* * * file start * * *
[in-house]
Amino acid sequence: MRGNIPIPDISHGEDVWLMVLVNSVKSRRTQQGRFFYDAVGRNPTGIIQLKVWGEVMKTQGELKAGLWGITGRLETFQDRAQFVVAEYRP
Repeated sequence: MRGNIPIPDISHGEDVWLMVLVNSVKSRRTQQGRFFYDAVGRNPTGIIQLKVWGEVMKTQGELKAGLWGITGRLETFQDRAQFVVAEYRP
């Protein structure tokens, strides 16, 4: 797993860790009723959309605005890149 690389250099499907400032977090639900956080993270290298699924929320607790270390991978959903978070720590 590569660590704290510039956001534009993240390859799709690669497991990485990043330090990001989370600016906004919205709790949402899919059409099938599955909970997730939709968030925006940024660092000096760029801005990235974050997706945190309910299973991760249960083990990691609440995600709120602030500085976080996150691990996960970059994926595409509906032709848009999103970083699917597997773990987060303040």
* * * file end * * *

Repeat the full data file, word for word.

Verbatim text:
[in-house]
Amino acid sequence: MRGNIPIPDISHGEDVWLMVLVNSVKSRRTQQGRFFYDAVGRNPTGIIQLKVWGEVMKTQGELKAGLWGITGRLETFQDRAQFVVAEYRP
Repeated sequence: MRGNIPIPDISHGEDVWLMVLVNSVKSRRTQQGRFFYDAVGRNPTGIIQLKVWGEVMKTQGELKAGLWGITGRLETFQDRAQFVVAEYRP
């Protein structure tokens, strides 16, 4: 797993860790009723959309605005890149 690389250099499907400032977090639900956080993270290298699924929320607790270390991978959903978070720590 590569660590704290510039956001534009993240390859799709690669497991990485990043330090990001989370600016906004919205709790949402899919059409099938599955909970997730939709968030925006940024660092000096760029801005990235974050997706945190309910299973991760249960083990990691609440995600709120602030500085976080996150691990996960970059994926595409509906032709848009999103970083699917597997773990987060303040």